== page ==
Auditors must evaluate the information they get from their clients since the clients have an incentive to portray the data in the most advantageous light possible. By taking a suspicious stance to client-driven information and engaging with a third party, the auditors may have lessened the severity of the scam.

  1. ACFE, "Report to the Nation on Occupational Fraud and Abuse," The Association of Certified Fraud Examiners, 2010.
  2. D. L. Crumbley, L. E. Heitger and G. S. Smith, "Forensic and Investigative Accounting Chicago: CCH Incorporated," 2003.
  3. C. E. Crutchley, M. R. H. Jensen and Marshall, "Climate for Scandal: Corporate Environments that Contribute to Accounting Fraud," The Financial Review, Vol. 42, No. 1, 2007, pp. 53-73.
  4. Satyam Computer Services Ltd. (Merged), Economic times,
  5. S. Ramachadran, "Raju Brings Down Satyam, Shakes India," Asia Times Online Ltd., 2009.
  6. Madan Lal Bhasin, Creative Accounting Scam at Satyam Computer Limited: How the Fraud Story Unfolded?,
  7. 1[120B. Punishment of criminal conspiracy:
    1. Whoever is a party to a criminal conspiracy to commit an offence punishable with death, 2[imprisonment for life] or rigorous imprisonment for a term of two years or upwards, shall, where no express provision is made in this Code for the punishment of such a conspiracy, be punished in the same manner as if he had abetted such offence.
    2. Whoever is a party to a criminal conspiracy other than a criminal conspiracy to commit an offence punishable as aforesaid shall be punished with imprisonment of either description for a term not exceeding six months, or with fine or with both.]
  8. 406. Punishment for criminal breach of trust.�Whoever commits criminal breach of trust shall be punished with imprisonment of either description for a term which may extend to three years, or with fine, or with both.
  9. 420. Cheating and dishonestly inducing delivery of property.�Whoever cheats and thereby dishonestly induces the person de�ceived to deliver any property to any person, or to make, alter or destroy the whole or any part of a valuable security, or anything which is signed or sealed, and which is capable of being converted into a valuable security, shall be punished with imprisonment of either description for a term which may extend to seven years, and shall also be liable to fine.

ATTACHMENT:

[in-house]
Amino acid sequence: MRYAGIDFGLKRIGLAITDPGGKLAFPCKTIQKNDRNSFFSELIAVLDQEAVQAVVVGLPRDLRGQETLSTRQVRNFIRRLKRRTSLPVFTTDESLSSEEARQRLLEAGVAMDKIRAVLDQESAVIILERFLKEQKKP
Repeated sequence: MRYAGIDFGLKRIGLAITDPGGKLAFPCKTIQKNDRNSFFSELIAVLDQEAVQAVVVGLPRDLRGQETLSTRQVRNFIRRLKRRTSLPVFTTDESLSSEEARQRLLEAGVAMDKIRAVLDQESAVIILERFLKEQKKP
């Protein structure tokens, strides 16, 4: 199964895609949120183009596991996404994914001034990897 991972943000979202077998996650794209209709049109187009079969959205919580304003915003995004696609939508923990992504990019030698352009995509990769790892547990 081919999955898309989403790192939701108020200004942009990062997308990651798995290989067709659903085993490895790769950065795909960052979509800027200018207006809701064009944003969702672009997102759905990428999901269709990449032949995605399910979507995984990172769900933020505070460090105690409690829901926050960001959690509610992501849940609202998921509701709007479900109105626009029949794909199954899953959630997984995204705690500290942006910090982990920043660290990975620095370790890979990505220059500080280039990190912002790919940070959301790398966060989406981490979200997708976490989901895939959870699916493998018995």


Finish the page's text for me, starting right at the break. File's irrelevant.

10. 467. Forgery of valuable security, will, etc.�Whoever forges a document which purports to be a valuable security or a will, or an authority to adopt a son, or which purports to give authority to any person to make or transfer any valuable security, or to receive the principal, interest or dividends thereon, or to receive or deliver any money, movable property, or valuable security, or any document purporting to be an acquittance or receipt acknowledging the payment of money, or an acquittance or receipt for the delivery of any movable property or valuable security, shall be punished with 1[imprisonment for life], or with imprisonment of either description for a term which may extend to ten years, and shall also be liable to fine.
  11. 471. Using as genuine a forged 1[document or electronic record].�Whoever fraudulently or dishonestly uses as genuine any 1[document or electronic record] which he knows or has reason to believe to be a forged 1[document or electronic record], shall be punished in the same manner as if he had forged such 1[document or electronic record].
  12. [477A. Falsification of accounts
  13. Satyam case: SEBI bans Raju and others for 14 years,
  14. SEBI nod for Satyam to choose strategic investor, The Hindu, November 18, 2016
  16. Sebi bars Price Waterhouse: What is the firm\'s role in the Satyam scam?Hindustan Times, 11th January 2018
  17. Satyam case: Price Waterhouse moves SAT against Sebi ban, Live mint, 17th January 2018
  18. Scandal at Satyam: Truth, Lies and Corporate Governance,Wharton University of Pennsylvania,
  19. Maher, N. (211, April 6).
  20. Susmit Pushkar and Susanah Naushad,What changed in the legal landscape post-Satyam scam,
  21. Jim Solomon and Aris Solomon (2004), "Corporate Governance and Accountability", John Wiley & Sons Ltd, England, page 42